The City of Madison joined the US Department of Energy’s Better Climate Challenge Feb.  28, committing to a 50% reduction of facility greenhouse gas emissions by 2030.

The DOE will support Madison’s commitment by providing the city with technical assistance, learning opportunities, and a platform to communicate its achievements, according to the City of Madison website. 

The challenge aligns with Madison’s existing commitments to go green, City of Madison Sustainability and Resilience manager Jessica Price said.

 “We have this overall commitment of one hundred percent renewable energy and net-zero carbon emissions for city operations by 2030, and then ramping that up to community-wide by 2050” Price said. 

One way Madison is working to decrease its greenhouse gasses is by converting all city vehicles to low-emission vehicles, Price said. This is difficult because different vehicle types use different types of fuel, Price said. 

Madison also recently got Leadership In Energy and Environmental Design certification for many of their facilities, Price said. LEED is a certification offered by the U.S Green Building Council that ranks a building’s sustainability, according to the LEED website. 

The USGBC holistically grades a building’s sustainability, with “certified” being the minimum required for certification, and “platinum” the maximum grade. Madison plans to continue getting LEED certification for all cultural projects, Price said. 

“The city has actually adopted an ordinance that says, any time that we build a new facility, or we renovate a facility, then we strive to get at least silver LEED certification,”  Price said.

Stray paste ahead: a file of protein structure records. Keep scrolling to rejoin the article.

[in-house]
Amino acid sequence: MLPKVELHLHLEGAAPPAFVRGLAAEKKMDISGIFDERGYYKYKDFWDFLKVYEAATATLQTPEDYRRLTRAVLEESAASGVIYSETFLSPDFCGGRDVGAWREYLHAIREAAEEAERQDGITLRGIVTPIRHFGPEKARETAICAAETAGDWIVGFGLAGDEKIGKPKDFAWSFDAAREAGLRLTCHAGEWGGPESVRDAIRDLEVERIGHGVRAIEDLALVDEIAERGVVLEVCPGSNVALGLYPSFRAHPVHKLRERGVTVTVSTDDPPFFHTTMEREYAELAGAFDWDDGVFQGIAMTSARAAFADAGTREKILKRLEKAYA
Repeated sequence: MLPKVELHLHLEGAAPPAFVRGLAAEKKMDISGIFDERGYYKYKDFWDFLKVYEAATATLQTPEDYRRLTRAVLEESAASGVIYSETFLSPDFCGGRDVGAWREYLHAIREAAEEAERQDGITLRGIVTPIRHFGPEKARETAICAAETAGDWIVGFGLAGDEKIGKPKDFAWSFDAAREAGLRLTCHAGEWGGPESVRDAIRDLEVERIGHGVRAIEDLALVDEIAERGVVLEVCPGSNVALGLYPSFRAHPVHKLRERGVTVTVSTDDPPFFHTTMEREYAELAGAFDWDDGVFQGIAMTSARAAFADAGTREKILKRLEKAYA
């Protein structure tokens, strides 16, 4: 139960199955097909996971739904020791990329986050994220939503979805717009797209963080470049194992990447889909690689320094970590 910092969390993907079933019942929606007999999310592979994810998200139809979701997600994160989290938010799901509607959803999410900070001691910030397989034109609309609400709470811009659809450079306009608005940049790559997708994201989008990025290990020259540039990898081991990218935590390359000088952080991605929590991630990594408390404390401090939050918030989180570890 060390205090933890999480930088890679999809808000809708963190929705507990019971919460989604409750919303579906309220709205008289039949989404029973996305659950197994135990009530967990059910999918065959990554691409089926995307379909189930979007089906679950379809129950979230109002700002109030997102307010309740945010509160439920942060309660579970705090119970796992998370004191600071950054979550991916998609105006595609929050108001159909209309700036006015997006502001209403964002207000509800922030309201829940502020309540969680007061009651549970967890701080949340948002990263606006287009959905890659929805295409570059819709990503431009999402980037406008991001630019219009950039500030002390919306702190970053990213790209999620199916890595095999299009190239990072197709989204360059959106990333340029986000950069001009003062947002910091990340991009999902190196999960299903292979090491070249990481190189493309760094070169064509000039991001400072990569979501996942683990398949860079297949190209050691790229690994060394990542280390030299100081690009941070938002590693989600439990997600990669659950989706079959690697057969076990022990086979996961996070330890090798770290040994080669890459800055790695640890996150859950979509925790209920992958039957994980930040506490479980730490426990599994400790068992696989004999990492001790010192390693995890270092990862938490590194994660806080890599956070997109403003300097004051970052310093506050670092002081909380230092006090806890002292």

Over ninety organizations are participating in DOE’s Better Climate Challenge, including Ford, GM, Harley Davidson, UW Health, Anthem and cities across the country, according to channel3000

The Better Climate Challenge allows Madison to connect with communities and organizations to learn and exchange knowledge on sustainability, Price said.

Though the city has been at the forefront of the clean energy movement, the city must focus on equitably supporting the communities most affected by climate change, Madison District 8 Alderperson Juliana Bennett said in an email.

“I would say that the City of Madison has a history of the leading city in terms of green initiatives in the nation,” Bennett said. “We still have a lot of room to grow. Specifically, I believe we need to take a more intersectional approach to environmental justice, by recognizing that certain communities are disproportionately impacted by climate change.” 

The DOE collaborated with the Housing and Urban Development Secretary, White House National Climate Advisor and other organizations to develop the Better Climate Challenge to work with governments and businesses toward a clean energy future.